February 7, 2013

Initial Unemployment Claims (020713); 366K SA; Year–Over-Year NSA Claims Down Less Than 4%

Filed under: Economy,Taxes & Government — Tom @ 8:17 am

Also, productivity news is not good.

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Predictions are as follows:

  • Bloomberg projects a seasonally adjusted 360,000, down from last week’s 368K before likely prior-week revisions.
  • Reuters also has 360K, along with a prediction that a productivity report coming out today will show a decline.
  • The Associated Press, which typically forgets that it carried predictions once economic reports are released, also has 360K.

This year’s adjustment factor of 105.6 is lower than last year’s 108.2, so actual claims are going to have to come in below last year’s for year-over-year seasonally adjusted claims to fall.

UPDATE, 8:40 a.m.: My email says claims fell to 366K from 371K, but I don’t see DOL’s release yet.

UPDATE 2, 8:45 a.m.: Here it is

EASONALLY ADJUSTED DATA

In the week ending February 2, the advance figure for seasonally adjusted initial claims was 366,000, a decrease of 5,000 from the previous week’s revised figure of 371,000. The 4-week moving average was 350,500, a decrease of 2,250 from the previous week’s revised average of 352,750.

… UNADJUSTED DATA

The advance number of actual initial claims under state programs, unadjusted, totaled 386,176 in the week ending February 2, an increase of 16,696 from the previous week. There were 401,365 initial claims in the comparable week in 2012.

The year-over-year claims difference of less than 4% is not impressive — and the habit of weekly upward revisions to previous week’s numbers appears to have resumed after taking a hiatus of a couple of weeks.

UPDATE 3: Here’s the first paragraph of the productivity report (full HTML with tables) —

Nonfarm business sector labor productivity decreased at a 2.0 percent annual rate during the fourth quarter of 2012, the U.S. Bureau of Labor Statistics reported today. The decrease in productivity reflects increases of 0.1 percent in output and 2.2 percent in hours worked. (All quarterly percent changes in this release are seasonally adjusted annual rates.) From the fourth quarter of 2011 to the fourth quarter of 2012, productivity increased 0.6 percent as output and hours worked rose 2.4 percent and 1.8 percent, respectively. Annual average productivity increased 1.0 percent from 2011 to 2012.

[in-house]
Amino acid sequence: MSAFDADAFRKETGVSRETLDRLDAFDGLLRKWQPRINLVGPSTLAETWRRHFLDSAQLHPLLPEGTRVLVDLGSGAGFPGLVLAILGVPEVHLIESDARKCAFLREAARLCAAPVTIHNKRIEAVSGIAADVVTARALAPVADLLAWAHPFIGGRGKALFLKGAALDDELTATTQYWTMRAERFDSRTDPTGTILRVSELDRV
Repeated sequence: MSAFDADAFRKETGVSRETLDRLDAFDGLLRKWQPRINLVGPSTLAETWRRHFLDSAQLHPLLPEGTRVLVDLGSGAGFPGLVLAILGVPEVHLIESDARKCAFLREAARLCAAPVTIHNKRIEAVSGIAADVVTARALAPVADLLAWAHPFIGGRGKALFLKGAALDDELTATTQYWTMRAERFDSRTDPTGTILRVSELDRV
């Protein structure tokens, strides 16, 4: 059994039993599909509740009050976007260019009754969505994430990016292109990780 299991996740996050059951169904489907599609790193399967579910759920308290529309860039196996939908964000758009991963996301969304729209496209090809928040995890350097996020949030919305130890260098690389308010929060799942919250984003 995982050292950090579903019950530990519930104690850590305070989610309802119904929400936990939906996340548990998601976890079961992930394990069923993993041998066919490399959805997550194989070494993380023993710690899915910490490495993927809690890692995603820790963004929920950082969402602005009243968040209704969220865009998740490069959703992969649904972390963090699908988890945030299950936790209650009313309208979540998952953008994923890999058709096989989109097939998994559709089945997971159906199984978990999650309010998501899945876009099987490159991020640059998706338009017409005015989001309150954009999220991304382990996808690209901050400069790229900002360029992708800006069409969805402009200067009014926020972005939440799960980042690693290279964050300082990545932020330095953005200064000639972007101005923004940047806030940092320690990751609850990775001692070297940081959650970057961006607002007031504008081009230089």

This is not the kind of productivity situation we saw from 2009 through 2011. It looks like businesses have squeezed all they can out of their existing employees. It may also be that newbie part-timers aren’t as productive as full-timers.

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1 Comment

  1. Well, yes, one can still be more cost effective with less productive workers when there is a large disparity between the well paid and underpaid. When two underpaid people are less productive but cheaper than one well paid person, you go with the two people. This reminds me of the period of pre-1990s before productivity became an absolute necessity because of global competition and technology. In those days companies were routinely over staffed to ensure the job got done. AT&T comes to mind.

    Then came the 1990s slogan more with less, less is more. Once the competition got fierce from overseas, companies started choosing higher paid quality workers over quantity since they only had to pay an increment more to keep up. Giving vacation and sick benefits as part of the compensation package was part of that required offering to get the most qualified worker. The post 1990s paradigm may be coming to an end. Companies may find that to be cost effective, it may well require hiring two part timers instead of one full timer. From the company point of view, if one full timer gets sick they still have to pay the day’s wage with no output, whereas if one part timer gets sick, the other person can work the extra 4 or 5 hours with no pay for no work for the sick person.

    The voters will have to face the hard facts as the IRS discovered, the minimum cost of an ObamaCare approved healthcare plan is $20,000 a year. This means a $5,000 increase per year on EVERYBODYS existing plan in 2014 when ALL health insurance policies must conform to ObamaCare’s new set of coverage requirements. That $5000 has got to come from somewhere. For some this means no wage increases for years meaning they will fall behind due to inflation. For some this means paying an increasing share of the insurance premium up to the mandated affordability limits. And if the employer can’t get adequate cost containment due to the affordability limits then for those this means losing their full time job and being forced to take two part time jobs (at lower pay) working combined longer hours per week to earn not only what they had before but extra to pay for that extra cost in coverage.

    Ignorance and apathy have a price, elections have consequences.

    Comment by dscott — February 7, 2013 @ 3:20 pm

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